NEW DELHI : Already hit hard by high rejection rates, H-1B visa applicants from India might have a tougher time this year as the Donald Trump administration has changed rules for application and processing of the non-immigrant visa. The US Citizenship and Immigration Services (USCIS) will close the initial registration for H-1B visa on March 20 while applications will start from April 1. The new rules will not only increase the time taken to process a visa but will also increase the cost.

New York-based immigration law firm Davies & Associates said the new rules will delay visa processing as the process that used to run from early week of March to the second week of April will now extend from early March to at least the end of July.

"The Indian IT sector could face a delay in the grant of work visas. Under the current administration, Indian IT services companies have seen rejection rates of 24% in 2019 and with the changing process, the Indian IT firms will be more careful while filling their applications. The Indian are also concerned that the process might favour US technology companies over them," Mark Davies, Global Chairman, Davies & Associates, LLC, told Livemint.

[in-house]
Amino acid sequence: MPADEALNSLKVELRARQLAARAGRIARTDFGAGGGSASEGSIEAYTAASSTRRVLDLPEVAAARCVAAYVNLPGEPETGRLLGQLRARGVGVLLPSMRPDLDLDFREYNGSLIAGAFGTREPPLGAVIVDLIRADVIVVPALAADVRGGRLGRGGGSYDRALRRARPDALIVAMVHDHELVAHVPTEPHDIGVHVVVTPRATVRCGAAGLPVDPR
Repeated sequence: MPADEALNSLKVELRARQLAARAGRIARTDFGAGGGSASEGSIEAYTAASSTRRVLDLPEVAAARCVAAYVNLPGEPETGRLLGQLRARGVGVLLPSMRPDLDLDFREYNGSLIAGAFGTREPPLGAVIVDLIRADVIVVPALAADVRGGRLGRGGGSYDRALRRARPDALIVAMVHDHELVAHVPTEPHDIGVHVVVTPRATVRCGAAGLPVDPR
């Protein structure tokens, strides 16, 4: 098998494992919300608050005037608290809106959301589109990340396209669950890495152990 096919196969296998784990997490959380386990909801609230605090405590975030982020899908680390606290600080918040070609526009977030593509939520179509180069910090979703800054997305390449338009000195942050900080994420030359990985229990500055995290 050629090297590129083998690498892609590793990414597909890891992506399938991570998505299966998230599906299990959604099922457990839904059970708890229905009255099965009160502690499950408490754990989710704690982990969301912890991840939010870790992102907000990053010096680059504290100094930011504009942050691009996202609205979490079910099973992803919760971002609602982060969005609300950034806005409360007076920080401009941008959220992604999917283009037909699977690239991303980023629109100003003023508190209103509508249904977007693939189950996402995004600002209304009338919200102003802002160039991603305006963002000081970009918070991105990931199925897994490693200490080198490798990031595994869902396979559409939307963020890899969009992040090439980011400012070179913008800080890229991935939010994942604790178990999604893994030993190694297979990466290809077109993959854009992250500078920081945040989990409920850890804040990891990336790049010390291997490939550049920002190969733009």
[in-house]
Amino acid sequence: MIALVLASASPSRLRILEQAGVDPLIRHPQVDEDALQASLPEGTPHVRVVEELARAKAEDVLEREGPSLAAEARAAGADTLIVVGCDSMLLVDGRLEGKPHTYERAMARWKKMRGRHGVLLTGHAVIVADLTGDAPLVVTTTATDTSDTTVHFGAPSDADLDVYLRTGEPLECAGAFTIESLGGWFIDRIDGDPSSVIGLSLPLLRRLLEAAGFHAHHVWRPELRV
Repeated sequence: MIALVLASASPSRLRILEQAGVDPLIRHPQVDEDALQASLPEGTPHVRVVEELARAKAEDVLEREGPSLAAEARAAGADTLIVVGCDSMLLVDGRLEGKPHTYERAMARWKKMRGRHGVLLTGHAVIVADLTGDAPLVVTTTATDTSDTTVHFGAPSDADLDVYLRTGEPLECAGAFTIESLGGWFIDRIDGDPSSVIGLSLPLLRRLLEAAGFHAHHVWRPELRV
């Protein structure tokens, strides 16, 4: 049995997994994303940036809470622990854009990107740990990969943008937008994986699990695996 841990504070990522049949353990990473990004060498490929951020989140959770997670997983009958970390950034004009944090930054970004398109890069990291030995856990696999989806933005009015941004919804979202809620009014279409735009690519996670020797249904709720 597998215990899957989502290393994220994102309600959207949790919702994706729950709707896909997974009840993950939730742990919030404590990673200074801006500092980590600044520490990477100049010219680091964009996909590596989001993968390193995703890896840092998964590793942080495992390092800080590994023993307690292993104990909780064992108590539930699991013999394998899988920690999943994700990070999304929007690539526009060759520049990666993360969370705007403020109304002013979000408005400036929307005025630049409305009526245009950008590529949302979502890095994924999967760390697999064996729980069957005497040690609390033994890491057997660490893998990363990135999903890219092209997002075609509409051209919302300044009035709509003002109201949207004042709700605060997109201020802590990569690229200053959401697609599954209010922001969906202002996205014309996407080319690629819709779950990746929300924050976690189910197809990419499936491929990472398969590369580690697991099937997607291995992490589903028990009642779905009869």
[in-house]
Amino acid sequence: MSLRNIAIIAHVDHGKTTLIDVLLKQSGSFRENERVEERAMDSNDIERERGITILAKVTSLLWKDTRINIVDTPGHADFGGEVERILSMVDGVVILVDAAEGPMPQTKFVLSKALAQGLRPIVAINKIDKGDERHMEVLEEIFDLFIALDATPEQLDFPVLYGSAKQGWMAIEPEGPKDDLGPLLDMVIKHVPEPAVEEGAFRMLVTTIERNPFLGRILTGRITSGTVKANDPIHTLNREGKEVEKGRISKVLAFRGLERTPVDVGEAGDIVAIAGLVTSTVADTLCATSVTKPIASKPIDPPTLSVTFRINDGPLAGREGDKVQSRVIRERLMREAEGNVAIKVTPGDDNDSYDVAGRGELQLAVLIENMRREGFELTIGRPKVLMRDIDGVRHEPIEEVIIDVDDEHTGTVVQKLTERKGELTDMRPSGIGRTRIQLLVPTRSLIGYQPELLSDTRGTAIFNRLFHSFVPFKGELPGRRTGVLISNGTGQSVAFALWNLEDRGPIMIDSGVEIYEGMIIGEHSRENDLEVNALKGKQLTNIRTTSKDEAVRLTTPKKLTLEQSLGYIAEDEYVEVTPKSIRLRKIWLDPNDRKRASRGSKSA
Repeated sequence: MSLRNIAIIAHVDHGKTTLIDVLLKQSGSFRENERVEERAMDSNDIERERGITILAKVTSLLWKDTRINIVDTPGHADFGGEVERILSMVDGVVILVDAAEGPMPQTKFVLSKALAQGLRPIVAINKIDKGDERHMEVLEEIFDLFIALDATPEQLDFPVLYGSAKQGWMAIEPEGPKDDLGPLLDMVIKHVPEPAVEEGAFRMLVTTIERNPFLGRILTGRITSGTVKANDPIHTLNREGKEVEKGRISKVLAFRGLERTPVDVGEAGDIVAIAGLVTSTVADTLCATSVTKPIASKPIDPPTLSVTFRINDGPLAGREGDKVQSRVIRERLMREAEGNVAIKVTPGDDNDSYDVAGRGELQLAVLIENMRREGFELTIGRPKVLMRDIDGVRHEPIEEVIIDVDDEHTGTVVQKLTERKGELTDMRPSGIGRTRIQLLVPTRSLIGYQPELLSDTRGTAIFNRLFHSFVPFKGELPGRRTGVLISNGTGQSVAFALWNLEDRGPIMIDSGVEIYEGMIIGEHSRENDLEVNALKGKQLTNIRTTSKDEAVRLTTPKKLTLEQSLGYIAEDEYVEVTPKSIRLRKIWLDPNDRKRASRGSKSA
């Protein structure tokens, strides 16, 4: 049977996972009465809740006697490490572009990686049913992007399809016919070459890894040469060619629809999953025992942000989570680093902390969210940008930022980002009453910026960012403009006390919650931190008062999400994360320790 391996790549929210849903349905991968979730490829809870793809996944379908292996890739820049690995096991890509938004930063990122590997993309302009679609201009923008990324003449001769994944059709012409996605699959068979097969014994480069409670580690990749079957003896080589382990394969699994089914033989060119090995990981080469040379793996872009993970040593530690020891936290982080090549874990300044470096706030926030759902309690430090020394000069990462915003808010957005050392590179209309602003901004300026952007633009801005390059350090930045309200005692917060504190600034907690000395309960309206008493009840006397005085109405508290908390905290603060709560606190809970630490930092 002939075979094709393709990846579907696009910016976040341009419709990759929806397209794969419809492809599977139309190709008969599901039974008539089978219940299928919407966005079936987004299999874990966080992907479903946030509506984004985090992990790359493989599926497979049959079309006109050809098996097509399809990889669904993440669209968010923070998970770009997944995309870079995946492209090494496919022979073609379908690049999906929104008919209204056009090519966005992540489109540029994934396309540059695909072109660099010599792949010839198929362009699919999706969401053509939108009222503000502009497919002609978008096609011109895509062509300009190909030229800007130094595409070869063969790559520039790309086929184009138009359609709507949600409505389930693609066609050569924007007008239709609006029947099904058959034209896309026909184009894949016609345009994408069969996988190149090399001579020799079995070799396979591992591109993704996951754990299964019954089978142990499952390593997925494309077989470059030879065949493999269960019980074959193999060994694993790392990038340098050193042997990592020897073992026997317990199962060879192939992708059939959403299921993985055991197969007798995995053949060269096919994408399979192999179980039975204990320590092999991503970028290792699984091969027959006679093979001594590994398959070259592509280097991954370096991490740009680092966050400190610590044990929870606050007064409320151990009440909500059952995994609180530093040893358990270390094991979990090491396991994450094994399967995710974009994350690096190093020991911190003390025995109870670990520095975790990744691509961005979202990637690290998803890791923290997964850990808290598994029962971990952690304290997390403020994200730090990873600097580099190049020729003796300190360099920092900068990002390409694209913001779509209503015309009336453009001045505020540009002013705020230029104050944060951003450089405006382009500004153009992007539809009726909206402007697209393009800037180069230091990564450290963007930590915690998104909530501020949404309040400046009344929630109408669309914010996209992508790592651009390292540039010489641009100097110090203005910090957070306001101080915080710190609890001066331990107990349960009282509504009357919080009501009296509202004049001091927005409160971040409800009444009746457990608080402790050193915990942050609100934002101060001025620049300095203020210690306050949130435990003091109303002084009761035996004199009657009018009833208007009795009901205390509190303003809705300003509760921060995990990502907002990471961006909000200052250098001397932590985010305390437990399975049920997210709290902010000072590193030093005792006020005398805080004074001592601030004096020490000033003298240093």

USCIS data shows how the H-1B visa rejection rate for Indian IT companies like Infosys and Wipro is around 50% while for big American companies like Amazon, Google and Microsoft, the rate varies between 2-8%. The US government has capped H-1B visa to 85,000 every year, out of which around 70% goes to Indians. The list is dominated by techies.

Under the new H-1B visa application rules, the cost of application for big companies employing at least 50 people in the United States, out of which more than 50% are in H-1B, L-1A or L-1B non-immigrant status, has gone up to $4000. Besides, all employers will have to pay a $10 fee registration fee for each applicant.

Petitioners are now required to electronically register each H-1B visa petition they want to submit. The system also requires employers to register in advance the names of employees who need a work permit. After it is done, USCIS will shortlist the registered candidates who can apply for the visa. This might further amplify the process the registrations and thus the delay.

Davies said there could be changes to how ‘speciality occupation’ is defined in the context of the H-1B visa, which may lead to increased scrutiny of applications.

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